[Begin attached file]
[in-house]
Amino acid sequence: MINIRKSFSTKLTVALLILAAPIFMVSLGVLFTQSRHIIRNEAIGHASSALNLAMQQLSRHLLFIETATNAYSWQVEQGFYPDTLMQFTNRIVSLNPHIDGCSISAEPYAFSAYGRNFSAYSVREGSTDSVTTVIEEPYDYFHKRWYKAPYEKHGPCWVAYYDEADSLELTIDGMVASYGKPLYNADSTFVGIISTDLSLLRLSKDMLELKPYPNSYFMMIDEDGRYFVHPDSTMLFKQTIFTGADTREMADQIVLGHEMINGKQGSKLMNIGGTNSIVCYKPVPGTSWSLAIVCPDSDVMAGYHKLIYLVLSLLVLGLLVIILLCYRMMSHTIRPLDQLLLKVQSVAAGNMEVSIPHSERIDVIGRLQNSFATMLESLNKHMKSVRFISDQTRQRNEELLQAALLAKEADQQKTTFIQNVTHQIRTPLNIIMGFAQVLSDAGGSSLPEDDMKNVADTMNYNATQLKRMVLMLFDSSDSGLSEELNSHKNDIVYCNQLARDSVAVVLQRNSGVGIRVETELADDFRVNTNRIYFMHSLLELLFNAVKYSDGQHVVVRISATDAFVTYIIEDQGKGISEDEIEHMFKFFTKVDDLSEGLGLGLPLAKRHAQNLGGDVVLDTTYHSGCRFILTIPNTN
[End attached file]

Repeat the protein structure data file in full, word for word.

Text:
[in-house]
Amino acid sequence: MINIRKSFSTKLTVALLILAAPIFMVSLGVLFTQSRHIIRNEAIGHASSALNLAMQQLSRHLLFIETATNAYSWQVEQGFYPDTLMQFTNRIVSLNPHIDGCSISAEPYAFSAYGRNFSAYSVREGSTDSVTTVIEEPYDYFHKRWYKAPYEKHGPCWVAYYDEADSLELTIDGMVASYGKPLYNADSTFVGIISTDLSLLRLSKDMLELKPYPNSYFMMIDEDGRYFVHPDSTMLFKQTIFTGADTREMADQIVLGHEMINGKQGSKLMNIGGTNSIVCYKPVPGTSWSLAIVCPDSDVMAGYHKLIYLVLSLLVLGLLVIILLCYRMMSHTIRPLDQLLLKVQSVAAGNMEVSIPHSERIDVIGRLQNSFATMLESLNKHMKSVRFISDQTRQRNEELLQAALLAKEADQQKTTFIQNVTHQIRTPLNIIMGFAQVLSDAGGSSLPEDDMKNVADTMNYNATQLKRMVLMLFDSSDSGLSEELNSHKNDIVYCNQLARDSVAVVLQRNSGVGIRVETELADDFRVNTNRIYFMHSLLELLFNAVKYSDGQHVVVRISATDAFVTYIIEDQGKGISEDEIEHMFKFFTKVDDLSEGLGLGLPLAKRHAQNLGGDVVLDTTYHSGCRFILTIPNTN